After last season’s strange pandemic fireworks show—held over the course of several nights from “surprise” locations around the city and then stitched together for TV—this Sunday marks the return of the traditional Macy’s Fourth of July grand spectacle, with some 65,000 shells and aerial effects packed onto five barges and towed out onto the East River between 23rd and 42nd Streets.
The show starts on Sunday at about 9:25 p.m. and lasts for 25 minutes. Macy’s promises it will be their biggest fireworks display ever, which means it will also definitely be the largest July 4th celebration anywhere in the country. If you want to see it live, either right up close or maybe somewhere a little more chill, here are the best spots on either side of the river.
The FDR Drive
There are few better vantage points for the show than up on the FDR Drive, which this year will have spectator entrances at 23rd, 34th, and 42nd Streets. The NYPD usually opens the “gates” around 6:30 p.m., so whether this is the right spot for you involves that classic personal-comfort-versus-snagging-the-front-row calculation. You can’t bring chairs up here, or spread out blankets, and some police officers won’t even let you sit on the concrete (restrictions do tend to ease up once each spectator pen is filled), so be prepared to stand around for hours doing not much.
Oh, and clusterf-ck alert: all spectators entering the FDR will reportedly have to pass through a metal detector first which, if you’ve ever witnessed the massive waves of humanity streaming up the ramps before showtime, seems like a logistical nightmare. That said, the FDR is usually the default spot for out-of-towners, and with tourism still way down in NYC, it’s hard to predict just how crowded it will actually get.
Long Island City
The other prime viewing spot is across the river in Long Island City, at both Gantry Plaza State Park and Hunters Point South Park, though much of the latter was used as Macy’s HQ, and closed to the public, the last time we did this in Midtown. If your level of commitment is high, this is the spot to spend the day (and night), spread out on the grassy lawns for a multiple-meal picnic, or relaxing on one of those wooden chaise lounges down by the water. But even late-comers should be able to find a place to stand along Center Boulevard. Bonus: the LIC location gives you a great shot of the Empire State Building, from which fireworks will be launched from the 72nd, 86th, and 103rd floors during the big show.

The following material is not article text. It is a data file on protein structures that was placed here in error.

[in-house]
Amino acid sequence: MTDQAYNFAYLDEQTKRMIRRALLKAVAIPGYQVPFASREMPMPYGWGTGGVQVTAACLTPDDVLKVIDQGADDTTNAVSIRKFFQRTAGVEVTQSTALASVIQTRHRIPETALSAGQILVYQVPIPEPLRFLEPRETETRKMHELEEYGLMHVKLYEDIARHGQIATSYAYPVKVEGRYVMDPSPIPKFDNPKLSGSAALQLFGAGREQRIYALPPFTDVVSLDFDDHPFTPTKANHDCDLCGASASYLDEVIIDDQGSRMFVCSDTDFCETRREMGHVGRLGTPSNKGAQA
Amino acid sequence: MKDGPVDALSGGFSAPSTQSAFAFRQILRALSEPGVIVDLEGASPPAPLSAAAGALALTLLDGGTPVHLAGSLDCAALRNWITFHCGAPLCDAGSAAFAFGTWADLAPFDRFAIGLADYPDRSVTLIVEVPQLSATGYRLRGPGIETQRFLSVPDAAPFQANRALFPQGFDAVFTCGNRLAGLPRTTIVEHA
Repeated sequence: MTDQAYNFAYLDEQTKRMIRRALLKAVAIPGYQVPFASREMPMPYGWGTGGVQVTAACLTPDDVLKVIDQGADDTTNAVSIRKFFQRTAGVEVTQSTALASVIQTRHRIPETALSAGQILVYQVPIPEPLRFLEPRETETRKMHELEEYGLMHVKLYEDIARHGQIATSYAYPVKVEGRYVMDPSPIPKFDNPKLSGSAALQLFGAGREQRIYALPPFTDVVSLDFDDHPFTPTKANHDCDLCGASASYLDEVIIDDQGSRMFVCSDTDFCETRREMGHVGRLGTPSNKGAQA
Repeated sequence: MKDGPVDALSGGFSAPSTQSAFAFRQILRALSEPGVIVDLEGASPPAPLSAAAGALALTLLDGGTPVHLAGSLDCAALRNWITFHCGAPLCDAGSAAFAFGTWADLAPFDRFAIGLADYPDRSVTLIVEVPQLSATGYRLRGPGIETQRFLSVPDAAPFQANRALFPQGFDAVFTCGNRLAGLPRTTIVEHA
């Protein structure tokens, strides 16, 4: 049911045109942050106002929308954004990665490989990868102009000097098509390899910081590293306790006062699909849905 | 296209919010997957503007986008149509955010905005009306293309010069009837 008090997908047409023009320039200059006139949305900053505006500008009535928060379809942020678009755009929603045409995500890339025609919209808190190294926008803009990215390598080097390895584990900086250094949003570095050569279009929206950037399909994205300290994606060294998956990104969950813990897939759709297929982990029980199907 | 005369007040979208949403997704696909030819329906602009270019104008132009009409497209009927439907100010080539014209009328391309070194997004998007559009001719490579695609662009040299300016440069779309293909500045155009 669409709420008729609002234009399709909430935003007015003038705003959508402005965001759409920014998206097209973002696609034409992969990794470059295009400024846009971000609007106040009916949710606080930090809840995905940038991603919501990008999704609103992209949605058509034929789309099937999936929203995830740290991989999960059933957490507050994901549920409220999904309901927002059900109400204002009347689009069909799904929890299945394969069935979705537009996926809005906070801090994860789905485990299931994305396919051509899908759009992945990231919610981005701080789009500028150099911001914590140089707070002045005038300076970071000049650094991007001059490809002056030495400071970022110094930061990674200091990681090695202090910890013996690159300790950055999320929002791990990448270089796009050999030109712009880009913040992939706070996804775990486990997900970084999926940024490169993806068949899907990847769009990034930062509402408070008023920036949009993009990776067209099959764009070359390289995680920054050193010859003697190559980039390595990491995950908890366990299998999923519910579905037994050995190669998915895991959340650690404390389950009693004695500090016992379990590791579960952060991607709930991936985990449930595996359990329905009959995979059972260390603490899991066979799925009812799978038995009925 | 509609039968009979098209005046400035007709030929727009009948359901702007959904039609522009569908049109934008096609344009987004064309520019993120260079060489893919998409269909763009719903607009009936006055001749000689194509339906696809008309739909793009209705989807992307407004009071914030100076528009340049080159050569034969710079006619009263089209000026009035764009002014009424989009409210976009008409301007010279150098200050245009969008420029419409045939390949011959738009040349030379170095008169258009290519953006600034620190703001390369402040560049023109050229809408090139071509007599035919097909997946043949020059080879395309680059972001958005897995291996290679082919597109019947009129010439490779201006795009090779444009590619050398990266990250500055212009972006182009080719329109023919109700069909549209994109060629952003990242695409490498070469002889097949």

It’s not the front row, but with 65,000 shells exploding you will be able to see more than enough to feel satisfied from the riverfront parks of North Brooklyn. In Greenpoint, that means WNYC Transmitter Park, which is small but has a decent lawn, some seating, and a pier (which may or may be open), and also allows for a quick getaway after the show.
There’s tons of unobstructed room at Marsha P. Johnson State Park and Bushwick Inlet Park in Williamsburg, though all that fencing could turn the entrances into chokepoints. And the neighborhood’s enormously popular Domino Park will likely be packed with locals all day, with easy access to high quality sustenance from the likes of Roberta’s, Other Half Brewing, Oddfellows, and Meckelburg’s right across the street.
Williamsburg Wild Card: if the NYPD allows spectators out onto the North 5th Street Pier, this could be an ideal viewing spot.
Lower East Side
If you don’t really care about the fireworks but just want to soak up some NYC Fourth of July barbecue vibes, there’s no better place to take a stroll and maybe cadge a couple of burgers than along the East River Park adjacent to Alphabet City, and on down to Corlears Hook. If you’re staying for the show, know that the sightlines aren’t great here, and the action’s pretty far away, but it’s definitely a fun party.
Nothing to do with Macy’s, but Coney Island is also back at the blasting-explosives game with the triumphant return of the Steeplechase Spectacular Fourth of July Fireworks Show, which can be seen from anywhere along the boardwalk between West 10th to West 23rd Streets, which is basically from the Cyclone to the Childs Building. The Steeplechase Spectacular doesn’t launch until 10 p.m.—right after the Macy’s one ends— but like all big boardwalk parties out here at Coney, it promises to be a raucous affair.
Note: You will not be able to see much of anything from Brooklyn Bridge Park and Brooklyn Heights Promenade, except maybe the ones that explode really high, though it’s always a festive scene on July 4th around these parts.